Even with all of the wonderful abundance of healthy, and increasingly desirable food available for kids during the school year and the summer months, community service providers and advocates that I spoke with on food programming emphasize that the problem of food insecurity isn’t going to fundamentally go away if the problem of poverty is ignored.
“I think people have a vision of what food insecurity looks like in the United States and in our community,” said Dees. “People don’t have to visually look a certain way to be food insecure, which means a household’s lack of consistent access to enough food for an active, healthy life.”
In his book, Anthropology of Food (1999), Johan Pottier says that the quantification of food insecurity is very difficult because it is next to impossible to determine who has eaten, what they have eaten, and whether it is full of variety, given that “households in reality are not neatly bounded units as population demographics depict, and access to food is often linked to other realms of life." (1999:18) I went over to the YWCA to get Andrea Rundell’s help in contextualize to some of the research.
“Food is always going to come last when you have to pay your rent to make sure you don’t get an eviction notice, or pay your bills to keep your water and power on,” said Rundell, Executive Director of the YWCA of the University of Illinois. “The disparity in feeding people adequately stems from poverty. And poverty is racist. Poverty is sexist.”
Rundell says that she could talk for hours about the problem of feeding people, having worked for 9 years as the Director of Programs and Agency Relations at the Eastern Illinois Foodbank. She says that the largesse of the charitable food industry in the United States serves as a great indicator that the practices and systems that make it necessary to charitably provide food for adults and families are not being challenged. From her research and her experience in serving as a capacity-building and supervising liaison for over 200 food pantries in 14 counties (including Champaign) in Illinois, she says that one of the reasons that she left the job is that she could not do the charitable work and address the root causes at the same time.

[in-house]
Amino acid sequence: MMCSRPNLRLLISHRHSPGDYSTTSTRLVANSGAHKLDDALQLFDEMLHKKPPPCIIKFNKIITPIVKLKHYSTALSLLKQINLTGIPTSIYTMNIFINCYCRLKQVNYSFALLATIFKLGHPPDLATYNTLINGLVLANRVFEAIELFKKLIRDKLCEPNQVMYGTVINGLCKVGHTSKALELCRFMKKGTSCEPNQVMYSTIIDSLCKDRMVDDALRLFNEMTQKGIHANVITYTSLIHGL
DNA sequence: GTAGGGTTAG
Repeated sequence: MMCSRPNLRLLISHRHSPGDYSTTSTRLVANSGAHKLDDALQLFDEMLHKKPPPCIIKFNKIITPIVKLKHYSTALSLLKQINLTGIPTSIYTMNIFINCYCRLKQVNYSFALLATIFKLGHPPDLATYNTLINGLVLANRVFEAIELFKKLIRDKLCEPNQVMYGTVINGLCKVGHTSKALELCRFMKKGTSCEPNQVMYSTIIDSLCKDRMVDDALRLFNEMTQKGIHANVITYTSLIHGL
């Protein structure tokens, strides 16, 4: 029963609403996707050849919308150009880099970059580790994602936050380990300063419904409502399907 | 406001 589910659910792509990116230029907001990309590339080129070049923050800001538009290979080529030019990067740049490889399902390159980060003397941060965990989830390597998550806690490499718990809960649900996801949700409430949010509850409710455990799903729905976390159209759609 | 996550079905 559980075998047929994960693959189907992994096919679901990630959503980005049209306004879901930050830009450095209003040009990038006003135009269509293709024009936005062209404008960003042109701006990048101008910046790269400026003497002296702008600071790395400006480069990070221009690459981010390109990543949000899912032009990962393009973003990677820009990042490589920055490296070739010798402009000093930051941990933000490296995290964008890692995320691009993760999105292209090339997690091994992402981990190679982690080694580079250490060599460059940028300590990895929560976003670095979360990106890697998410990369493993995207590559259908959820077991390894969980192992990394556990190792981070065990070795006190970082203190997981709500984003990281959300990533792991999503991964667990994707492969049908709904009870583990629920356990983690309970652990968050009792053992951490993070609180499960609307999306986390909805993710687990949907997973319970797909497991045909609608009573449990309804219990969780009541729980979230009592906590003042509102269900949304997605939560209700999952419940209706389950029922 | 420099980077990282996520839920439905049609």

“The charitable food service sector is heavily reliant on donations from corporations, corporations who mostly do not treat their workers well and underpay them,” Rundell added. “As a food banker, to call out the practices and systems that make it necessary to charitably feed people is to shoot your organization in the foot. More anti-poverty advocacy is possible for public institutions and organizations who are reliant on federal funding to call out the government; but, it is still difficult.” She stresses that we can start making changes educating each other on the issues and by electing people who are going to work with communities to address the structural problems that lead to food insecurity.
I spoke with Tanisha-King Taylor, Director of the University of Illinois Tenant Union, Adjunct Professor of the School for Social Work, and democratic nominee for the district 10 seat of the Champaign County Board, to talk about the root causes of food insecurity from a social work lens. In her experiences in direct service work with vulnerable populations, she explains that if all people were working in jobs that paid a meaningful wage and if communities had more robust mental health resources and more programs available as a community solution rather than putting people in jails, then families and individuals wouldn’t have the added anxiety of not knowing where their next meal is coming from.
According to a report released by United Way in 2017, food insecurity had dropped from 19.2 percent in 2011 to 16 percent in 2016 of the total population in Champaign County, Illinois. The same data indicated that while 20.5% of residents in the county were living in poverty, only 4% were unemployed. What this data tell us is that the majority of people who are food insecure are employed but are not making enough money to provide for their families.
“How you address food insecurity and poverty at large is by raising the minimum wage. How you address poverty is by electing people in your community who are going to make vulnerable populations a priority and by getting engaged with groups advancing anti-poverty initiatives in your community, such as the Cunningham Township,” said Taylor.
People agree that the system of charitably feeding people, although needed as an immediate remedy, is not the solution. While people may disagree on how communities should feed people, the emphasis on coming together to address poverty is the longer-term work that is ahead of us. If you would like to learn more about how to support anti-poverty and homelessness work in our area, community advocates say talk to your city council representative about this issue, talk with each other, and get connected to people who are working on the ground on anti-poverty actions, such as the Cunningham Township. For the sake of giving deeper attention to this issue, let’s save this for a part two of this article. To be continued, as they say.
Photos by Jessica Hammie